Accidental and other fixpoints

That A is a fixpoint for B(x) does not necessarily mean that A "says of itself that it (i.e. its Gödel number) has the property B(x)" in any reasonable sense. For example, if the sentence "0=0" has the Gödel number 889283477878, "0=0" is by definition a fixpoint for "x=889283477878", but "0=0" is not self-referential.

The fixpoint A for B(x) shown to exist in the proof of the diagonal lemma is self-referential in the following sense: A has the form B(t), where t=#A is provable in T. It is only through the use of such self-referential formulas that we know that every B(x) in fact has a fixpoint.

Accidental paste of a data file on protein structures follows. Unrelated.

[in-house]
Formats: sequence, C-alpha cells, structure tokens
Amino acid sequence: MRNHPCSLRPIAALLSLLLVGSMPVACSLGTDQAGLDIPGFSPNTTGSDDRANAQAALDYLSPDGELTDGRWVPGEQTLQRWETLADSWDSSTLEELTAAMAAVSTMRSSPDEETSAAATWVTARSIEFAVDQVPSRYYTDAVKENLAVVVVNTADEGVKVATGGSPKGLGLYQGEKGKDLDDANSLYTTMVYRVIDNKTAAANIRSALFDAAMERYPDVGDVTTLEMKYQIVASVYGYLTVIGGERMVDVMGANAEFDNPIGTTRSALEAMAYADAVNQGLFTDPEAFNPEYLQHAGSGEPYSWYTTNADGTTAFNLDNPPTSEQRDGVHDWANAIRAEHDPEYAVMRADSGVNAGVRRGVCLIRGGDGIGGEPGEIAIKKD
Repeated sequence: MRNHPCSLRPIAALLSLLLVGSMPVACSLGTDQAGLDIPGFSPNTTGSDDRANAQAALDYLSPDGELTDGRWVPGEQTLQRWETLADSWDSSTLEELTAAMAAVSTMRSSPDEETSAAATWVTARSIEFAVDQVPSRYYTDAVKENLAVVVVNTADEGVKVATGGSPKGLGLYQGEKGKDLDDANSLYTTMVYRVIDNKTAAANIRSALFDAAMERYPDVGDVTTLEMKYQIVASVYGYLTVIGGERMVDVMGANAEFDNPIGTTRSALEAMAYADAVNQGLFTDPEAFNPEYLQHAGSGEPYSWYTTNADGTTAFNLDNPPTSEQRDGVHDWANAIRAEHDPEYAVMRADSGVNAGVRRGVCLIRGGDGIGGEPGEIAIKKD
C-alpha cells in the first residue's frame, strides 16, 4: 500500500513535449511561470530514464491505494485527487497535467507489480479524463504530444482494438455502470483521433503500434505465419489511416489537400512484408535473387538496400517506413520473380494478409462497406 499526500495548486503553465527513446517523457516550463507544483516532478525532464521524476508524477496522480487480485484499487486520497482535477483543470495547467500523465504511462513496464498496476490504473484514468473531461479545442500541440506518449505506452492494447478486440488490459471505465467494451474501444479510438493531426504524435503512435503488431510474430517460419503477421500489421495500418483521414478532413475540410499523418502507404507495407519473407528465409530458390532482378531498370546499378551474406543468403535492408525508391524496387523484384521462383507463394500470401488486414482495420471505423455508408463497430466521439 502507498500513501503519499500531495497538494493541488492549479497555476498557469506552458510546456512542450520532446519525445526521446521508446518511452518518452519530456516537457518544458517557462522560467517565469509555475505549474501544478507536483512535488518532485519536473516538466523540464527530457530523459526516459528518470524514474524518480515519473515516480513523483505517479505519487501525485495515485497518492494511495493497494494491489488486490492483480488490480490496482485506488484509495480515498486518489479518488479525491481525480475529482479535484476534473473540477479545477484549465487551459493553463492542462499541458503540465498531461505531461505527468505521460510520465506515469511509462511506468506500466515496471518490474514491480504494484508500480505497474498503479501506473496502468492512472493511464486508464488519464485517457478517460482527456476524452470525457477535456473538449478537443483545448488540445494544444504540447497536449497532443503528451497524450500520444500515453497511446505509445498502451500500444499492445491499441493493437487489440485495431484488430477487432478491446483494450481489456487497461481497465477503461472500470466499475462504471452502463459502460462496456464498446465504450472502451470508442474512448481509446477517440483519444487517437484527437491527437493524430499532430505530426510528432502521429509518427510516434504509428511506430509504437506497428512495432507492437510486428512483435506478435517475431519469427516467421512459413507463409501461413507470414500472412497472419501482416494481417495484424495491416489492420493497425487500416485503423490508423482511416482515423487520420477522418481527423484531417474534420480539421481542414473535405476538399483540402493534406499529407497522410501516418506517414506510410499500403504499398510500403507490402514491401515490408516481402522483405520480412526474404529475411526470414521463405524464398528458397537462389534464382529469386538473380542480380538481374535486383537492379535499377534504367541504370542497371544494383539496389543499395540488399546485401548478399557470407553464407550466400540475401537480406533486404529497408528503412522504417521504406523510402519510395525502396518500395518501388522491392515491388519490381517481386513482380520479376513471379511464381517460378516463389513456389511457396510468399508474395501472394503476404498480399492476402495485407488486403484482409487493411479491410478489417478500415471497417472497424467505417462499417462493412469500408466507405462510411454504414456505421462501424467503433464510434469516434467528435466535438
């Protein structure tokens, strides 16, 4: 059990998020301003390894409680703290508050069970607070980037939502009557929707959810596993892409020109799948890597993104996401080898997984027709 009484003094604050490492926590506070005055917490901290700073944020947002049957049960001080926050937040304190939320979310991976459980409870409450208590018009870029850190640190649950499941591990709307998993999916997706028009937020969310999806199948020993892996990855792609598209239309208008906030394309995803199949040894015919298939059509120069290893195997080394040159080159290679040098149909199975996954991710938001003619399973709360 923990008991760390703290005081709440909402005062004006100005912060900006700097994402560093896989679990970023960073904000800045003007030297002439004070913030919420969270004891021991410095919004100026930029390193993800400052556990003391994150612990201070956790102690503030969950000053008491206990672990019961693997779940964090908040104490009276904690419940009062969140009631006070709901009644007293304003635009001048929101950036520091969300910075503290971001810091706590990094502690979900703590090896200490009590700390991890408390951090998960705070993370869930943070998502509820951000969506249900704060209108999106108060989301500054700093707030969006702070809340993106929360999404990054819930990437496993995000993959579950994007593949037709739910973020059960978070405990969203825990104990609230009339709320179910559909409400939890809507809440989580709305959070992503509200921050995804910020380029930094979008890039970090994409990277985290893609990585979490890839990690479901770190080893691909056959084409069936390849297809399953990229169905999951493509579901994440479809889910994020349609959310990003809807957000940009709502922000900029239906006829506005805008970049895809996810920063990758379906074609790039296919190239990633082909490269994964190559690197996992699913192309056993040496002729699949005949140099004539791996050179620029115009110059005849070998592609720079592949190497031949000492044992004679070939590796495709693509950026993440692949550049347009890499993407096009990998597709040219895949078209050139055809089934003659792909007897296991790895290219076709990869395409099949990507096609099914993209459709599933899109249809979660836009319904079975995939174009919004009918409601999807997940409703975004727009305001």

Nevertheless, in the proof of Gödel's theorem, the fact that the Gödel sentence is self-referential is not used, but only the fact that it is a fixpoint for the predicate "x is not a theorem of T".